HISTORY OF THE HOUSTON FEDERATION OF GARDEN CLUBS
If HISTORY is the record of past events, ideas, and acts that shape the course of the future, then it was during the summer of 1936 that our record begins. At that time several women got together to form a city- wide garden club, which they named the Houston Federation of Garden Clubs. When some skeptics asked where the money would come from for a Garden Center, the answer was: “there has to be a beginning of all things, and we have the courage and ambition to try it.”
Their Federation objectives were first, holding monthly garden lectures, second publishing a garden magazine for the Texas Gulf Coast, and third building a garden center. They held their first meeting in the Houston Public Library in October, elected their first President (Mrs. B.E. Kenyon), and launched what would become an 83-year history chronicling hard work, good deeds, creative ideas, and dedication to their original guiding principle of gathering together to learn and to share gardening experiences and talent.
The first educational program featured Mr. Teas of Teas Nursery, who lectured on “Cultivation of Roses”. The first issue of the “Gulf Coast Gardener” appeared in February 1937. The third objective reached reality in May 1938 when Mrs. B. F. Bonner found a plot of ground in Hermann Park meant to be a Rose Garden by Hare & Hare, who had laid out the grounds of Hermann Park. The Park Board agreed to donate the three plus acres for a Garden Center instead.
But where to get the funds for such a project was the great problem. America was just coming out of the Great Depression and World War II loomed dangerously close. With flower shows, fashion shows, and train trips east these determined ladies put $1,100 into their building fund.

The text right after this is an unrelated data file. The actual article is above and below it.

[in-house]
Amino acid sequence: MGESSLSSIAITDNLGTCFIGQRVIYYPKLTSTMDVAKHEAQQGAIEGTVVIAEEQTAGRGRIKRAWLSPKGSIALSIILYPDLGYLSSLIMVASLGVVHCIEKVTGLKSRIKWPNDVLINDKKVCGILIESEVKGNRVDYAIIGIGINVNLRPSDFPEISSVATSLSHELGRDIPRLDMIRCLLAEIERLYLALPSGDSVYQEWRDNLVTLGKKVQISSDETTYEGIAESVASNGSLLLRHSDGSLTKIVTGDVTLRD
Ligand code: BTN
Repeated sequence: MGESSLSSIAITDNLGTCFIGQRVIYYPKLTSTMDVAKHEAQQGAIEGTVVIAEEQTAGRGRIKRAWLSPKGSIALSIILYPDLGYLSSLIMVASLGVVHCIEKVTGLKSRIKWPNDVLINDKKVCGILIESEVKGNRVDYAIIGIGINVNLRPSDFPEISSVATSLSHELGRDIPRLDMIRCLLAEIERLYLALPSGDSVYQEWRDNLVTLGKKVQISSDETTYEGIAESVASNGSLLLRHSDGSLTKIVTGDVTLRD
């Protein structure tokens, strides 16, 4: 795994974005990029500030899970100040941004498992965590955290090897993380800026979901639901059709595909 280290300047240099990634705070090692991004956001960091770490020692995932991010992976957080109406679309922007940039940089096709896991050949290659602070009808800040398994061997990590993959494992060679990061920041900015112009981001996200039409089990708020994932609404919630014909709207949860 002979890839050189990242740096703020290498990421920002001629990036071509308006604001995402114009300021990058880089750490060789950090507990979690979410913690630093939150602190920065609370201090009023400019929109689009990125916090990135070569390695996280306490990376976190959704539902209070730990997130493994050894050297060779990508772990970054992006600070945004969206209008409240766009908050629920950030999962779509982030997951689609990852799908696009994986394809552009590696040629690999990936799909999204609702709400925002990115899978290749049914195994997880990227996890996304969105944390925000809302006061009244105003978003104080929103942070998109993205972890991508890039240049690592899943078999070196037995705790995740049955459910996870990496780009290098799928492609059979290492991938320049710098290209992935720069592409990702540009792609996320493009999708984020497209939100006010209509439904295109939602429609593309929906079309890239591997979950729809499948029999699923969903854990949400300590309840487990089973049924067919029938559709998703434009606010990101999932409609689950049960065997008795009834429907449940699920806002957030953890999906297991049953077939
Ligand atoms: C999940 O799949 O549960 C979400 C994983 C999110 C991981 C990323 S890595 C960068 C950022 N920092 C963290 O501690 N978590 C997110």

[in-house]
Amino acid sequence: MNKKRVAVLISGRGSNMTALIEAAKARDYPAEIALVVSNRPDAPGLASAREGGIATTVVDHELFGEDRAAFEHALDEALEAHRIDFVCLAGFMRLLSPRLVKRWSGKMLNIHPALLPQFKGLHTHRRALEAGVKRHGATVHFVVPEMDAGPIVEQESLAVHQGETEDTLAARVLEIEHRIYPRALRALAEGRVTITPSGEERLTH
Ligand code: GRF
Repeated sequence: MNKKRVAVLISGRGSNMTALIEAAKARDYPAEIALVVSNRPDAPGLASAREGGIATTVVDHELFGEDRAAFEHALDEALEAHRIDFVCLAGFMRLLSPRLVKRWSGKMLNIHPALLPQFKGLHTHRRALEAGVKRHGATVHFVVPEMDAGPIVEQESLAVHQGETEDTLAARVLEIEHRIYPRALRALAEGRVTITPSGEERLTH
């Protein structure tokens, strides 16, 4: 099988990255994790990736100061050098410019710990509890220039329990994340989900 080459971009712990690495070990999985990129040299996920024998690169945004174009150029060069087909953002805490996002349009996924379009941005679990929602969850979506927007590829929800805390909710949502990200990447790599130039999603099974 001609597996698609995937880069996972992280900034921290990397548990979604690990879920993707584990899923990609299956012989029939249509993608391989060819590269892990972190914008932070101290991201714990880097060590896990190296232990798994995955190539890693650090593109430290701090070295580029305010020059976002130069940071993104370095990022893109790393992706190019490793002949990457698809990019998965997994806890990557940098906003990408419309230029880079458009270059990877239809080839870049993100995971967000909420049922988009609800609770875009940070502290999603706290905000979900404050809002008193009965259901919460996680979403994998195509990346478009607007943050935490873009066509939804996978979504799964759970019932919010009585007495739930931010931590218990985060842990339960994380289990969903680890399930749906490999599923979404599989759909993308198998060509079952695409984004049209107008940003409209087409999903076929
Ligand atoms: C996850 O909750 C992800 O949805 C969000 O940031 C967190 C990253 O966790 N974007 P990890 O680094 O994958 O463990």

In December, 1939, 400 volunteer garden club ladies with the help of 65 prominent business men from the Chamber of Commerce--such as E. W. Blum, Ben Taub, Judge Roy Hoffheinz, Oscar Holcombe—raised $9,100 in a city-wide fundraiser. Mayor Holcombe applied for $15,000 in labor by the WPA. Ground was broken January 6, 1941, with 97 garden clubs represented. When money ran short due to higher prices, the HFGC Board reminded the Houston City Council that the Houston Federation of Garden Clubs had provided all the city’s share of the original funds. City Council voted additional funds to complete the plumbing and sidewalks. The building was dedicated January 27, 1942. Ironically, the first educational forum in the new Garden Center was training leaders in the Houston Defense Program on growing Victory Gardens. The HFGC maintained and supervised the Garden Center until 1958 when that responsibility was turned over to the city. The Federation continued to meet there through 2013.